'Potentially Deceased' Voters Can no Longer be Purged from Texas Rolls
Texas voters can no longer be automatically removed from voting rolls based on incomplete government records indicating that they might be dead, according to a legal settlement.
Texas voters can no longer be automatically removed from voting rolls based on incomplete government records indicating that they might be dead, according to a legal settlement reached Wednesday.
The settlement ends a lawsuit by four living voters who were warned last month that their voter registrations would be canceled if they didn't prove within 30 days that they were alive.
Their lawsuit challenged rules, adopted by Texas Secretary of State Hope Andrade, that directed county voting officials to send letters to about 80,000 voters identified as "potentially deceased" by federal records. About 68,000 of the letters, however, were based on what Andrade called "weak matches" _ targeting, for example, voters whose birth date and last four digits of their Social Security number matched federal death records.
Under the settlement, the burden of proof will shift from voters to county voter registrars, who will have to investigate each weak match to verify that the voter is dead before a registration can be canceled.
"No one is going to get purged just because they don't respond to a letter," said David Richards, a lawyer for the four voters who had argued that Andrade's rules endangered voting rights and could potentially disrupt the Nov. 6 election.
"This was an unreliable matching program, and it was causing confusion," Richards said. "We hope that this will allay the confusion and that the process can go forward without all this furor."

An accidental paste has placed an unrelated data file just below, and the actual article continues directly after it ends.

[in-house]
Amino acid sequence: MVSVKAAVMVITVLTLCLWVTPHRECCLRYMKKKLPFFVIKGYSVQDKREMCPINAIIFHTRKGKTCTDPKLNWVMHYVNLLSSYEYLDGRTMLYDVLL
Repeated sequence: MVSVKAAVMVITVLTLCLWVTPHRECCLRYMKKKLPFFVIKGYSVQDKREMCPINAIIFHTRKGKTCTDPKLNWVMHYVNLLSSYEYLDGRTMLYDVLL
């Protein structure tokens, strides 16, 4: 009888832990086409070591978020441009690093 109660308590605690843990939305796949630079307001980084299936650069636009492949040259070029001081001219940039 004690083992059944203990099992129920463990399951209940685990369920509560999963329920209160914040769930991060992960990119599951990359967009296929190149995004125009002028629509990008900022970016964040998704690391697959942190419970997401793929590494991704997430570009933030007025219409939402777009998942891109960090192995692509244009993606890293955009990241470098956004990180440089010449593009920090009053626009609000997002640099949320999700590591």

Andrade's office sent new directives Wednesday telling county voting officials that they "are expected to conduct an independent review of 'weak' matches to determine whether a voter is appropriately on the voter rolls." Beyond noting that the review should be conducted as quickly as possible, the directions gave no time limit for completing the task.
State policy was unchanged on strong matches, when voter names, birth dates and complete Social Security numbers match death records. The lawsuit didn't challenge voters being purged based on strong matches.
Andrade said the settlement amounts to a minimal change in procedures that were intended to comply with a 2011 state law requiring her office to better maintain voter rolls by accessing Social Security Administration death records.
"This process has never precluded counties from taking the time local officials deem necessary to confirm a voter's status," she said. "We are pleased to put this matter behind us and move forward in this process." But Richards and Buck Wood, lawyers for the four voters, argued that Andrade had exceeded her authority by pursuing a voter purge based on weak matches that led to many "false positives" among living voters. The procedure, they said, jeopardized the voting rights of letter recipients who couldn't respond within the 30-day deadline.
On Sept. 20, Travis County District Judge Tim Sulak issued the temporary restraining order barring election officials from canceling the registrations of "potentially deceased" voters who didn't respond to the letters.
Texas Attorney General Greg Abbott opposed the restraining order, arguing that the voters didn't have standing to sue because they hadn't been harmed by Andrade's rules.
The settlement, reached with lawyers for Abbott, canceled a hearing set for Thursday that was to determine whether Sulak's restraining order should be made permanent.
Democratic state Sen. Rodney Ellis praised the settlement. "Last month, thousands of voters across Texas opened their mailbox to learn that they might be dead," he said. "If a process upon which you are relying to purge voters this close to the election is shown to be flawed, you have to start over."
(c)2012 Austin American-Statesman, Texas
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